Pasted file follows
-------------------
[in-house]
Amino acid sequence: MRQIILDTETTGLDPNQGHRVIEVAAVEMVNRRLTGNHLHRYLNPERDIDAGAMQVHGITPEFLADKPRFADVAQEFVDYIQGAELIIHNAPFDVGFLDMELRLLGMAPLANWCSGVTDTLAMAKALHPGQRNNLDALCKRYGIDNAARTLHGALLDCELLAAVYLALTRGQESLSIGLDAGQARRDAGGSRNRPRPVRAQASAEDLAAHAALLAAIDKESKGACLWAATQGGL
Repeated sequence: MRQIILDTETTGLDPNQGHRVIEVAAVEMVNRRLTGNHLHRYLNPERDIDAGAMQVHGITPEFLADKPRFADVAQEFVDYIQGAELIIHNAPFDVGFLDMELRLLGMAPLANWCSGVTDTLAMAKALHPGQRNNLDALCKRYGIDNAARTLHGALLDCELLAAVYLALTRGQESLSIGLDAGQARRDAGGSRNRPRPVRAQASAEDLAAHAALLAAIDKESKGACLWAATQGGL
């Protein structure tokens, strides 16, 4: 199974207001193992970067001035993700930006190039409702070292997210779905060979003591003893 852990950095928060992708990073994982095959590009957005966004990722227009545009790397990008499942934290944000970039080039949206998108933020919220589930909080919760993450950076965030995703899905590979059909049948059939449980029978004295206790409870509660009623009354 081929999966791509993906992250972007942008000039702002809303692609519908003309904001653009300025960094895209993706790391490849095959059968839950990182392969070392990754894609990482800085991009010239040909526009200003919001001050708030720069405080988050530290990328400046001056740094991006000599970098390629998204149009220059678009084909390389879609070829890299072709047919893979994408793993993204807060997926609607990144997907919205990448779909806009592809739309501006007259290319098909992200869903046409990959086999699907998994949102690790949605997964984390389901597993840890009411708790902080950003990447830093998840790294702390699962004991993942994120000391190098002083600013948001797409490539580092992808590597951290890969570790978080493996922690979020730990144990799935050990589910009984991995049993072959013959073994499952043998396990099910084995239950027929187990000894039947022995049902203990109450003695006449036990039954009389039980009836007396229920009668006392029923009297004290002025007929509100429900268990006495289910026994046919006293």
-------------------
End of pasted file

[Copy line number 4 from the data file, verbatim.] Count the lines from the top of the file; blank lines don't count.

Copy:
């Protein structure tokens, strides 16, 4: 199974207001193992970067001035993700930006190039409702070292997210779905060979003591003893 852990950095928060992708990073994982095959590009957005966004990722227009545009790397990008499942934290944000970039080039949206998108933020919220589930909080919760993450950076965030995703899905590979059909049948059939449980029978004295206790409870509660009623009354 081929999966791509993906992250972007942008000039702002809303692609519908003309904001653009300025960094895209993706790391490849095959059968839950990182392969070392990754894609990482800085991009010239040909526009200003919001001050708030720069405080988050530290990328400046001056740094991006000599970098390629998204149009220059678009084909390389879609070829890299072709047919893979994408793993993204807060997926609607990144997907919205990448779909806009592809739309501006007259290319098909992200869903046409990959086999699907998994949102690790949605997964984390389901597993840890009411708790902080950003990447830093998840790294702390699962004991993942994120000391190098002083600013948001797409490539580092992808590597951290890969570790978080493996922690979020730990144990799935050990589910009984991995049993072959013959073994499952043998396990099910084995239950027929187990000894039947022995049902203990109450003695006449036990039954009389039980009836007396229920009668006392029923009297004290002025007929509100429900268990006495289910026994046919006293």